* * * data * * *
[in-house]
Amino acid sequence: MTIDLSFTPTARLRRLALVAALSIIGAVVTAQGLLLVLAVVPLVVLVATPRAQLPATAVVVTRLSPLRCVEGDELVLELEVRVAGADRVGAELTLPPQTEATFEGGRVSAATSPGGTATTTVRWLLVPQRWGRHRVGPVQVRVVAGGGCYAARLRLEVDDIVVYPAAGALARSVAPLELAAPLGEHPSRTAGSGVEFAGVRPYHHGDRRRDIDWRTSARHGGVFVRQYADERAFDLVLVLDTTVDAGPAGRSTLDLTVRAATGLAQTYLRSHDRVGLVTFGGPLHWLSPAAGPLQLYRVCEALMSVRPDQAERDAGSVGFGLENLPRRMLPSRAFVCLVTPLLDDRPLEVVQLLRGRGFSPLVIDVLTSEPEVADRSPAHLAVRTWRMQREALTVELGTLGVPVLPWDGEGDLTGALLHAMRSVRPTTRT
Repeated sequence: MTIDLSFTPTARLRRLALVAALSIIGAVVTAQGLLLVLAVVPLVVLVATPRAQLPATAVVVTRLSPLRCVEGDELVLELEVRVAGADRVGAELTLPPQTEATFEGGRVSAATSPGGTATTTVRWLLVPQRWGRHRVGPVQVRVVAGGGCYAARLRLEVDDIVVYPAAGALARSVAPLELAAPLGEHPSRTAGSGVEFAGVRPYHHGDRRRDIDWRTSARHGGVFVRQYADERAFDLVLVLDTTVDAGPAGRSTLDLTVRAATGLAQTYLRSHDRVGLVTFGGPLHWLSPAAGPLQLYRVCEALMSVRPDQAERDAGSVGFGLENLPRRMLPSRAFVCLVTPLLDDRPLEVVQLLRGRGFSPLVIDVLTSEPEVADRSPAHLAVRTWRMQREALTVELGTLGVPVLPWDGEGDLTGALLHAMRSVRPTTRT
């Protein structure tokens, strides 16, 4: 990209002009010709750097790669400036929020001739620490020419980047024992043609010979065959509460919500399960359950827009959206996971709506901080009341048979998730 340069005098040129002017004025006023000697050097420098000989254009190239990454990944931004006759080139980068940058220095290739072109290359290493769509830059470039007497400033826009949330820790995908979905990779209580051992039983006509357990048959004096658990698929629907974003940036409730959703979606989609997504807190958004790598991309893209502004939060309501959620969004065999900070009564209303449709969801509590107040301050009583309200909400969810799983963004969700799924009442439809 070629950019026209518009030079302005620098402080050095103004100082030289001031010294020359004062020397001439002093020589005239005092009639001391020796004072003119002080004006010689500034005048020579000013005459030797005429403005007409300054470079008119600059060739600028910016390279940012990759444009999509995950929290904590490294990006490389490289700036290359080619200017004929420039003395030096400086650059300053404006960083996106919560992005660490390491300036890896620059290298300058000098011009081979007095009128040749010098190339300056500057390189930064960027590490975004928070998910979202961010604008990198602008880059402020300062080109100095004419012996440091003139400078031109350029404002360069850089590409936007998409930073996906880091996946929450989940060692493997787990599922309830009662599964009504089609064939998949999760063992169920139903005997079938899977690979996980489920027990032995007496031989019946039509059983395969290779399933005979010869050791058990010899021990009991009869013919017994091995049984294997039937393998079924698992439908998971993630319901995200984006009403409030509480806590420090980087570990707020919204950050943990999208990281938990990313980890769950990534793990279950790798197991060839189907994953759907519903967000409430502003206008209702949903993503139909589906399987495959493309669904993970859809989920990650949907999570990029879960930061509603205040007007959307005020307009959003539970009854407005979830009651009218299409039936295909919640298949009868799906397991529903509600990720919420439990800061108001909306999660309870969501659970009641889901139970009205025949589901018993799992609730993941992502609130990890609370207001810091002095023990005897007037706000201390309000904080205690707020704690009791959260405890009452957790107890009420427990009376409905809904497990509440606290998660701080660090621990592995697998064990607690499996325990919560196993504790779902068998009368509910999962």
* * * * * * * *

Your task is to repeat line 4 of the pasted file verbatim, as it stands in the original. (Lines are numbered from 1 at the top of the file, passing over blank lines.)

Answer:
């Protein structure tokens, strides 16, 4: 990209002009010709750097790669400036929020001739620490020419980047024992043609010979065959509460919500399960359950827009959206996971709506901080009341048979998730 340069005098040129002017004025006023000697050097420098000989254009190239990454990944931004006759080139980068940058220095290739072109290359290493769509830059470039007497400033826009949330820790995908979905990779209580051992039983006509357990048959004096658990698929629907974003940036409730959703979606989609997504807190958004790598991309893209502004939060309501959620969004065999900070009564209303449709969801509590107040301050009583309200909400969810799983963004969700799924009442439809 070629950019026209518009030079302005620098402080050095103004100082030289001031010294020359004062020397001439002093020589005239005092009639001391020796004072003119002080004006010689500034005048020579000013005459030797005429403005007409300054470079008119600059060739600028910016390279940012990759444009999509995950929290904590490294990006490389490289700036290359080619200017004929420039003395030096400086650059300053404006960083996106919560992005660490390491300036890896620059290298300058000098011009081979007095009128040749010098190339300056500057390189930064960027590490975004928070998910979202961010604008990198602008880059402020300062080109100095004419012996440091003139400078031109350029404002360069850089590409936007998409930073996906880091996946929450989940060692493997787990599922309830009662599964009504089609064939998949999760063992169920139903005997079938899977690979996980489920027990032995007496031989019946039509059983395969290779399933005979010869050791058990010899021990009991009869013919017994091995049984294997039937393998079924698992439908998971993630319901995200984006009403409030509480806590420090980087570990707020919204950050943990999208990281938990990313980890769950990534793990279950790798197991060839189907994953759907519903967000409430502003206008209702949903993503139909589906399987495959493309669904993970859809989920990650949907999570990029879960930061509603205040007007959307005020307009959003539970009854407005979830009651009218299409039936295909919640298949009868799906397991529903509600990720919420439990800061108001909306999660309870969501659970009641889901139970009205025949589901018993799992609730993941992502609130990890609370207001810091002095023990005897007037706000201390309000904080205690707020704690009791959260405890009452957790107890009420427990009376409905809904497990509440606290998660701080660090621990592995697998064990607690499996325990919560196993504790779902068998009368509910999962």